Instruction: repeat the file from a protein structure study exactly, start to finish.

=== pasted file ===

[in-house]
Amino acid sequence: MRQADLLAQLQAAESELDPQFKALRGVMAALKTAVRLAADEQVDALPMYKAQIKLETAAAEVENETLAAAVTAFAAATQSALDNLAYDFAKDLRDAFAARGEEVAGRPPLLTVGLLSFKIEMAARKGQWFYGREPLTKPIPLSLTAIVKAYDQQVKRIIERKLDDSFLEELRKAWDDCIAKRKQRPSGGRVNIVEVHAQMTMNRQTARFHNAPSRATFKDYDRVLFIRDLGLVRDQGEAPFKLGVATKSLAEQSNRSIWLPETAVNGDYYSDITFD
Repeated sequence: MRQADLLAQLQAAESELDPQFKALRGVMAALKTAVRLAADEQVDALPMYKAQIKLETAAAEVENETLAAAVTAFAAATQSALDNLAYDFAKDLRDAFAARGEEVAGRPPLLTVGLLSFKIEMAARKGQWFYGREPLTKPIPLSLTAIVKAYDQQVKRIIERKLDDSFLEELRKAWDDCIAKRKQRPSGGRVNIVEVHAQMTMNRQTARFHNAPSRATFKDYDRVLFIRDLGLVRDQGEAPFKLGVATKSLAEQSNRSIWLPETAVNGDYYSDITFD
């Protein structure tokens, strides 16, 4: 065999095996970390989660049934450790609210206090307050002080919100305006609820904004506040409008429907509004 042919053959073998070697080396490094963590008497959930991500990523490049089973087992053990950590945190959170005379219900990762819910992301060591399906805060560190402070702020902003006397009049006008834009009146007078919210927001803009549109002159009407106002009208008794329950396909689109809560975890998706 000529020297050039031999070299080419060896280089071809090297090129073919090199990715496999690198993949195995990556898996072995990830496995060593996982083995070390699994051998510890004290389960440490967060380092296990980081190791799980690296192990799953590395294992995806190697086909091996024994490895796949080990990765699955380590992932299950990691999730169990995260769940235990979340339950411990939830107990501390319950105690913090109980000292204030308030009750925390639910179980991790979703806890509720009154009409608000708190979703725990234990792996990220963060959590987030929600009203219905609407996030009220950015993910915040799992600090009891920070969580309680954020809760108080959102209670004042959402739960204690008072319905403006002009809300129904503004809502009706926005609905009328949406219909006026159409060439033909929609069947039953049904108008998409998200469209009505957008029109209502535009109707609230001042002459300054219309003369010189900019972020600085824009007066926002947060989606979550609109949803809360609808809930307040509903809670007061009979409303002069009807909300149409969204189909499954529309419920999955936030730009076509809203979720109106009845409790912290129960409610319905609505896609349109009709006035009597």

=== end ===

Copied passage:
[in-house]
Amino acid sequence: MRQADLLAQLQAAESELDPQFKALRGVMAALKTAVRLAADEQVDALPMYKAQIKLETAAAEVENETLAAAVTAFAAATQSALDNLAYDFAKDLRDAFAARGEEVAGRPPLLTVGLLSFKIEMAARKGQWFYGREPLTKPIPLSLTAIVKAYDQQVKRIIERKLDDSFLEELRKAWDDCIAKRKQRPSGGRVNIVEVHAQMTMNRQTARFHNAPSRATFKDYDRVLFIRDLGLVRDQGEAPFKLGVATKSLAEQSNRSIWLPETAVNGDYYSDITFD
Repeated sequence: MRQADLLAQLQAAESELDPQFKALRGVMAALKTAVRLAADEQVDALPMYKAQIKLETAAAEVENETLAAAVTAFAAATQSALDNLAYDFAKDLRDAFAARGEEVAGRPPLLTVGLLSFKIEMAARKGQWFYGREPLTKPIPLSLTAIVKAYDQQVKRIIERKLDDSFLEELRKAWDDCIAKRKQRPSGGRVNIVEVHAQMTMNRQTARFHNAPSRATFKDYDRVLFIRDLGLVRDQGEAPFKLGVATKSLAEQSNRSIWLPETAVNGDYYSDITFD
């Protein structure tokens, strides 16, 4: 065999095996970390989660049934450790609210206090307050002080919100305006609820904004506040409008429907509004 042919053959073998070697080396490094963590008497959930991500990523490049089973087992053990950590945190959170005379219900990762819910992301060591399906805060560190402070702020902003006397009049006008834009009146007078919210927001803009549109002159009407106002009208008794329950396909689109809560975890998706 000529020297050039031999070299080419060896280089071809090297090129073919090199990715496999690198993949195995990556898996072995990830496995060593996982083995070390699994051998510890004290389960440490967060380092296990980081190791799980690296192990799953590395294992995806190697086909091996024994490895796949080990990765699955380590992932299950990691999730169990995260769940235990979340339950411990939830107990501390319950105690913090109980000292204030308030009750925390639910179980991790979703806890509720009154009409608000708190979703725990234990792996990220963060959590987030929600009203219905609407996030009220950015993910915040799992600090009891920070969580309680954020809760108080959102209670004042959402739960204690008072319905403006002009809300129904503004809502009706926005609905009328949406219909006026159409060439033909929609069947039953049904108008998409998200469209009505957008029109209502535009109707609230001042002459300054219309003369010189900019972020600085824009007066926002947060989606979550609109949803809360609808809930307040509903809670007061009979409303002069009807909300149409969204189909499954529309419920999955936030730009076509809203979720109106009845409790912290129960409610319905609505896609349109009709006035009597």